11 New Books We Recommend This Week

great mistake, by Jonathan Lee (Knopf, $26.95.) Lee’s new novel is about the life and unusual death of Andrew Haswell Greene, who was murdered in front of his Park Avenue home in 1903, when he was 83. Green is no longer remembered much, despite the fact that he was an integral force. Building Central Park, the Metropolitan Museum of Art, and other postcard destinations in the city. The book’s chapters toggle between Green’s biography and the investigation into his murder. Our reviewer John Williams writes, “Lea’s fantasy of Green’s childhood on a struggling Massachusetts farm has the exact same emotional contours.” “The achievement of the book is less for us to ‘see’ it, like some kind of historical hologram, than for us to live in it.”

Better to go to: Exploring love, death and utopia in Auroville, Akash Kapoor did it. (Scribner, $27.) This profound memoir by a man who grew up in an intentional community in India and returned to live there with his wife and children is a sensitive excavation of sinister family history as well as a philosophical meditation on the utopian impulse. Amy Waldman writes in her review, “A haunting, heart-wrenching story, deeply researched and told clearly, with almost painful emotional honesty.” “I wanted to read ‘Better to Have Gone’ because I found it too amusing; I didn’t want to read it because I found it too disturbing. The image that came to mind again and again was that of a human against the rocks of hard faith. Life had to be dashed.”

What a strange paradise by Omar Al Akkad. (Knopf, $26.) El Akkad’s second novel examines the opposing sides of a migrant crisis from the point of view of two children: a boy who washes up on an island after the passage of a wrecked ship, and the girl who takes him inside and keeps him safe. tries to do. In a gracious yet nuanced story, the novel effectively debunks notions of superiority and inferiority, good and evil. “This extraordinary book conveys a message,” wrote Wendell Stevenson in his review, “not of a frivolous and worn-out hope, but of a more universal humanism, the dreadful idea that, ultimately, there is no particular difference between us. is, that in fact we are all very much in the same boat.”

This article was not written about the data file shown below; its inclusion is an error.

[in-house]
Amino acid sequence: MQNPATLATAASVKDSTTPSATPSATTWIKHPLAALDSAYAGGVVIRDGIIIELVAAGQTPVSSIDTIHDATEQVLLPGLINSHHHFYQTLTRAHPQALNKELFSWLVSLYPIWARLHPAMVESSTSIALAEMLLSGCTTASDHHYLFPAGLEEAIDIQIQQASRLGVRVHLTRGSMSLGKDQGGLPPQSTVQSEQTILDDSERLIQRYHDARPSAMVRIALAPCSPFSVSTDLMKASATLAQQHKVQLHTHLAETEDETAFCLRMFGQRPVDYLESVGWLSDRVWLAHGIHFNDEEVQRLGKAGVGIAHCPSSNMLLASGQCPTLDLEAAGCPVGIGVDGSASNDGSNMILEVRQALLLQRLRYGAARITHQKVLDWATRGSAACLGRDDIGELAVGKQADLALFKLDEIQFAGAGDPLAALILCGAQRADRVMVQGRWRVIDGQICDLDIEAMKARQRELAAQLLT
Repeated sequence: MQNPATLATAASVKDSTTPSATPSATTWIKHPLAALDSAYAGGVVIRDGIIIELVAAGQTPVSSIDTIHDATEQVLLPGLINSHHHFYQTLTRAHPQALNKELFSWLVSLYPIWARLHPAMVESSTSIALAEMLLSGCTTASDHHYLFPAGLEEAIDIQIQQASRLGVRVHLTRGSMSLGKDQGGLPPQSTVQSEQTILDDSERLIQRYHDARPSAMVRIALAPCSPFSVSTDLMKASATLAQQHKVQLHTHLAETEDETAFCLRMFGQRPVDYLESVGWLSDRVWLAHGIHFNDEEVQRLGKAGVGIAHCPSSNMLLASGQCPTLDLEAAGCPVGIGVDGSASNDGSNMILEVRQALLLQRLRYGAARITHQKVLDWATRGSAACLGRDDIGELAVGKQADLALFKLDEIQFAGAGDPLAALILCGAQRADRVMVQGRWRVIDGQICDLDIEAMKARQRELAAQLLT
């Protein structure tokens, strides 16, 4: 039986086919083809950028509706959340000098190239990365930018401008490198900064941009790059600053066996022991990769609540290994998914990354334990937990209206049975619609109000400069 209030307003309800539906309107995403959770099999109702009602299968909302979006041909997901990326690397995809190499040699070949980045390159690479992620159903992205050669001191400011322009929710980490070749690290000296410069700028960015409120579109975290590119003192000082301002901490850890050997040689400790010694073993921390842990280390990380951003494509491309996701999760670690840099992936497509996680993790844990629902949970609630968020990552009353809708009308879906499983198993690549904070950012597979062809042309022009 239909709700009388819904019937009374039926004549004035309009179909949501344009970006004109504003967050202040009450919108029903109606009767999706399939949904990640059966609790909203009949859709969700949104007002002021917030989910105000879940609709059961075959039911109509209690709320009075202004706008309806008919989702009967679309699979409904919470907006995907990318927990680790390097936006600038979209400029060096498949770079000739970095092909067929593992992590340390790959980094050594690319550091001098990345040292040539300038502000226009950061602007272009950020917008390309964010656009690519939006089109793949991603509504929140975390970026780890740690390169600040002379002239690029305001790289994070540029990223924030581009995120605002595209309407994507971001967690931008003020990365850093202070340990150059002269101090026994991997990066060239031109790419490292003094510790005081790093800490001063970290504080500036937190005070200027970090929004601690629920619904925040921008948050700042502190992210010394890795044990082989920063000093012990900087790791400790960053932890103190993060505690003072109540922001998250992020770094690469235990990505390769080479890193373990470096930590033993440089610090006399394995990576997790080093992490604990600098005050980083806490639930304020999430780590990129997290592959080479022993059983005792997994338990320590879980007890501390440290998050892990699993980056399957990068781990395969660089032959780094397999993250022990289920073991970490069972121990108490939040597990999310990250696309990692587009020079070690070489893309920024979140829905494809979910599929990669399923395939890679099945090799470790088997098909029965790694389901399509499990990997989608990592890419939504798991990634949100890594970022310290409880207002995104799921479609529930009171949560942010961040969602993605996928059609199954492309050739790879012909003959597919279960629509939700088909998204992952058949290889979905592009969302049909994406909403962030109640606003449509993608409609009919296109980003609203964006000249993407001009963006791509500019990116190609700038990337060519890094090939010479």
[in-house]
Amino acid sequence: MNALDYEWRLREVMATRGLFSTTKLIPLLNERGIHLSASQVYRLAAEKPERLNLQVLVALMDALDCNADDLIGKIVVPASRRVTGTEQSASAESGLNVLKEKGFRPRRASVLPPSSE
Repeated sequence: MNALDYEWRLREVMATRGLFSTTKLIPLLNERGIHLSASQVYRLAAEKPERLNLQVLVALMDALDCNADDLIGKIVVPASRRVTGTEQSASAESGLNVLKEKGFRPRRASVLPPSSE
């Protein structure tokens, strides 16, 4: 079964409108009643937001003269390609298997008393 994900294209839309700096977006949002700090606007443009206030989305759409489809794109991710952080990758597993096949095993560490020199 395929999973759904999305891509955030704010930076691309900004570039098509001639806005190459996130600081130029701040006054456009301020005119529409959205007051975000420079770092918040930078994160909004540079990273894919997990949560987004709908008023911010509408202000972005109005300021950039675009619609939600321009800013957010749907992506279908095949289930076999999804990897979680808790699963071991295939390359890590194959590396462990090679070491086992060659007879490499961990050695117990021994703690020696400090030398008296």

shirley jackson’s letter, Edited by Lawrence Jackson Hyman in consultation with Bernice M. Murphy. (Random House, $35.) Collected by his son, the author’s letters reveal that he had not one but two official identities, and seemed to be polar opposites, with funky, humorous accounts of life at home and the darker, more esoteric ways of his famous novel. used to switch between. Laura Miller wrote in her review, “One would expect Jackson’s personal writing to express a more unified sense of self.” Some of the letters in this collection were written to a fan who shared Jackson’s taste in books, and “it is only in reading these letters,” says Miller, “that it becomes clear how lonely Jackson was. Her confessions and enthusiasm come across as if she’s a teenager who has finally found a best friend.”

Build your house around my body, by Violet Kupersmith. (Random House, $27.) The novel, a roughly half-Vietnamese American in Vietnam, is preoccupied with the body and its violations – the sexual trauma experienced by the female characters and both the colonial occupation and Vietnam’s war on the body. “It’s a big, packed novel,” wrote Alexis Skatkin in her review. “Reading this provides a sensation unlike riding a motorbike full of passengers and goods: it squeaks, it squeaks and sometimes I wonder if it will reach its destination without accident. But Kupersmith Proves himself to be a fearless driver who enjoys the daunting challenge he sets for himself. There are many ways this novel could have lost its balance; instead, much of it is a thrilling read, filled with acrobatics and poetry. “

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